Apple's iPhone SDK Section 3.3.1

by Thomas Brady

Apple’s iPhone SDK Section 3.3.1 prohibits any third-party tool/framework that outputs iPhone binaries, and says you can’t use anything but C, C++ and/or Objective C, and furthermore you can’t use anything but XCode to compile. People are up in arms. People are posturing and postulating, defending their “rights” and their third-party tools/frameworks. I don’t think Apple cares at all about Unity3D, Titanium, Phone Gap, etc. I think this is about Adobe and Flash alone.

But don’t bother reading my thoughts until you’ve read Gruber

Greg (of Tao Effect) posted an email exchange on the topic between him and Jobs. Greg comes off a bit whiny*, though I do appreciate his straight-to-the-top approach, and is told by Jobs that third party tools produce sub-par software and an obstruction in the Apple/developer relationship, just as Gruber guessed in the link above (Gruber even gets coveted Jobs-props in this discussion - Steve calls him “insiteful”). Greg appeals to the logic that a third party tool that lags behind the iPhone SDK in implementing new features or in other ways produces sub-par outputs (concerns Jobs cited in his emails), that it would not become/remain a popular platform.

I beg to differ. Laziness is a pretty powerful motivator. If you already know AS3/Flash, and you’re given the opportunity to pump out applications to the iPhone App Store without learning anything but the submission process, why would you care about new features in the iPhone SDK (which you’re not even using)?

I think Apple knows that opening the App Store side-doors to the world of Flash developers out there is like hooking up to a crapware hydrant. I am a Flash developer, so this is not based on some deep-seated bias. Look around the Web and see what the ratio of awful, wasted bytes to innovative, useful, fun, or worthwhile content there is that’s published with Flash. Go to any Flash gaming site (like New Grounds). You’ll find some amazing stuff. You also find a LOT MORE absolute crapware. Letting all of these hooligans line up to submit their wares to the App Store would mean Apple would have to quadruple whatever team it is that reviews submissions.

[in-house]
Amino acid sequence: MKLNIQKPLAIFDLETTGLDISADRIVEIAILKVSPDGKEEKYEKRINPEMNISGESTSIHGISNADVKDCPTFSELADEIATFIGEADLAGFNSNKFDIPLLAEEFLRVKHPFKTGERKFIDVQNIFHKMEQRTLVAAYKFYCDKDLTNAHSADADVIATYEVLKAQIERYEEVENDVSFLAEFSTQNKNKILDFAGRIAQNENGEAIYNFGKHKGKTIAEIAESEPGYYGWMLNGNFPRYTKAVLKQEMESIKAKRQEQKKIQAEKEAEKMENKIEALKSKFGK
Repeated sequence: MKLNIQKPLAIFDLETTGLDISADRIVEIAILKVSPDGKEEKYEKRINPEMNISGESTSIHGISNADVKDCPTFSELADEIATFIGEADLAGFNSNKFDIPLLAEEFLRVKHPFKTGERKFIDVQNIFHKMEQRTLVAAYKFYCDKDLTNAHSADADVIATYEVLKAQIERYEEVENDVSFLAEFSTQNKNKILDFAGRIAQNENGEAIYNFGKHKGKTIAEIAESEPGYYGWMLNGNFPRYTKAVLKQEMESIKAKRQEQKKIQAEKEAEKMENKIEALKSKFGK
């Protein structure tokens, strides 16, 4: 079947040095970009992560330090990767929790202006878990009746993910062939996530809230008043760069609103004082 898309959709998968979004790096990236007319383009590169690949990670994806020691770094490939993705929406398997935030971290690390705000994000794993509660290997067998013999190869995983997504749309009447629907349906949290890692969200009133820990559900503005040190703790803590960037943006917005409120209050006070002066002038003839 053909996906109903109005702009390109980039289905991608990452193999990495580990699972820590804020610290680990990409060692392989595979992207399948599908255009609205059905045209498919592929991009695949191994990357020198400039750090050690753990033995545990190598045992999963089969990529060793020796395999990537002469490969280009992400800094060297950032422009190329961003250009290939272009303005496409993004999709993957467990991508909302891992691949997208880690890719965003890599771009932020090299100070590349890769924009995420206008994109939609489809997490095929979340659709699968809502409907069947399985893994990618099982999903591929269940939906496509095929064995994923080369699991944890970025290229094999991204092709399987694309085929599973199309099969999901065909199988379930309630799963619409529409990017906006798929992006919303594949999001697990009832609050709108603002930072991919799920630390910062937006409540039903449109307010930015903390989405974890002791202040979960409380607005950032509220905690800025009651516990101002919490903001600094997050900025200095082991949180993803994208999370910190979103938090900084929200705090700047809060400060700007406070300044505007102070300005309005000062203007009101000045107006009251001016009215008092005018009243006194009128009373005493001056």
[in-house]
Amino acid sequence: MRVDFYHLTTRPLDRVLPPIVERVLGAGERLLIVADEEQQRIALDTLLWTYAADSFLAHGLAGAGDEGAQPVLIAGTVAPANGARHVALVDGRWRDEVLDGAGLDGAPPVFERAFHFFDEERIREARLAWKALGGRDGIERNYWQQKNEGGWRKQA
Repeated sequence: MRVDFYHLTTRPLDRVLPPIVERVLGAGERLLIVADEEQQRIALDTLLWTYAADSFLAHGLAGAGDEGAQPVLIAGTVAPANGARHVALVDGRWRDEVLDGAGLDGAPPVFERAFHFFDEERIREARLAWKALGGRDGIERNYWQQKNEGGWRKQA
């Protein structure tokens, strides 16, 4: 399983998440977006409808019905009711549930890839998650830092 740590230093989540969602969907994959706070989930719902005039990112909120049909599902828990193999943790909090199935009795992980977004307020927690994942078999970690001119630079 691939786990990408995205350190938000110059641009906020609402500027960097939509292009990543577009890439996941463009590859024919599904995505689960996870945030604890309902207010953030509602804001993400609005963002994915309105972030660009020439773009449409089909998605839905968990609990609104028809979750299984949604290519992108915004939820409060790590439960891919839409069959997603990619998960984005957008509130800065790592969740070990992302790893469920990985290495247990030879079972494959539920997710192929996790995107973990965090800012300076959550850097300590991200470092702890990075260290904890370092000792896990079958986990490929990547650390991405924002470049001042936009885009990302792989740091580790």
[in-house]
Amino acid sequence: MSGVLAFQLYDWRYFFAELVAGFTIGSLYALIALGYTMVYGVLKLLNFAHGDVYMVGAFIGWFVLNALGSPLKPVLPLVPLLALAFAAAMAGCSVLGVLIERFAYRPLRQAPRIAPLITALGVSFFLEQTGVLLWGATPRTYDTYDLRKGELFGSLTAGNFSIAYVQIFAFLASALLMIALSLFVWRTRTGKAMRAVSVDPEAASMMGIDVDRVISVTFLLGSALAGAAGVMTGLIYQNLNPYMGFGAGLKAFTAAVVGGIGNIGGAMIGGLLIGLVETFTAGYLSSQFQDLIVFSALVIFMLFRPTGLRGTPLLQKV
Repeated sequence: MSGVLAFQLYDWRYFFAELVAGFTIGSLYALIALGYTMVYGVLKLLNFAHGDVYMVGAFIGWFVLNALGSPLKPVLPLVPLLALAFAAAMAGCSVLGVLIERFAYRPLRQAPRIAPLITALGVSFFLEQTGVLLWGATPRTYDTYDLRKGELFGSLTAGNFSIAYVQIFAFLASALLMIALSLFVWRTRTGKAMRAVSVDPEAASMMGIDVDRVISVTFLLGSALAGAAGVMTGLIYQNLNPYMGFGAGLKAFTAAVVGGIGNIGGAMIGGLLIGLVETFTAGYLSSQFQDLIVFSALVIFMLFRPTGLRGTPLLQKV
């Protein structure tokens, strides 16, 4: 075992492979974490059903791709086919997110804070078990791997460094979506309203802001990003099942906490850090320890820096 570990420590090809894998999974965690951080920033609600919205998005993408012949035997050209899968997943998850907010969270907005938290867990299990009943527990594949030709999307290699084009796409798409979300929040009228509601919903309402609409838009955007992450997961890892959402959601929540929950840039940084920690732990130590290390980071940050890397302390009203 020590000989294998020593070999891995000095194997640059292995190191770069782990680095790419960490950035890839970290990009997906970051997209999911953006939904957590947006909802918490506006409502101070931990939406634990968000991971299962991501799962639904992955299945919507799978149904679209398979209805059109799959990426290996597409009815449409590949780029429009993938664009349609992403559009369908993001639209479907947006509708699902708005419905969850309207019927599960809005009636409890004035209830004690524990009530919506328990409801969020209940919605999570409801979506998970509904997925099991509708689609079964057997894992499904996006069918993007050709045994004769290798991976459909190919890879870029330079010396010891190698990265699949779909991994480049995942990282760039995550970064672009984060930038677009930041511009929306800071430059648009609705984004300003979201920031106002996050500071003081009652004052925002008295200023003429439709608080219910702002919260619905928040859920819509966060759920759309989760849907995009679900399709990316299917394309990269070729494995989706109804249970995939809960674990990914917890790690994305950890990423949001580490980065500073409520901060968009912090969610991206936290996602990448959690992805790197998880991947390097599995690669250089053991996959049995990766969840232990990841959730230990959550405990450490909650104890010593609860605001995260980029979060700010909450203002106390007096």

I’m certainly not saying that Apple is perfect or saintly. I’m saying it’s likely that their concern is 100% about Flash and its implications with regards to quality control.

Yes, crappy developers make crappy software. The problem is that there are already myriad crappy Flash developers, and they’ve already created mountains of crap software. This isn’t about theory. It’s about the very real fact that 99% of the Flash content on the Web doesn’t deserve to be there.

Again, I am a Flash developer. I’m also an iPhone SDK developer (see?). And to answer your question, no I don’t think everything I’ve made belongs in the other 1%.

* He may sound whiny, but he remains professional. That’s more than I can say for Lee “Go screw yourself” Brimelow. Sad. While he reinforces bad practices constantly by doing so many demos in timeline code, I still like the guy, and his site, GotoAndLearn, is uber-helpful.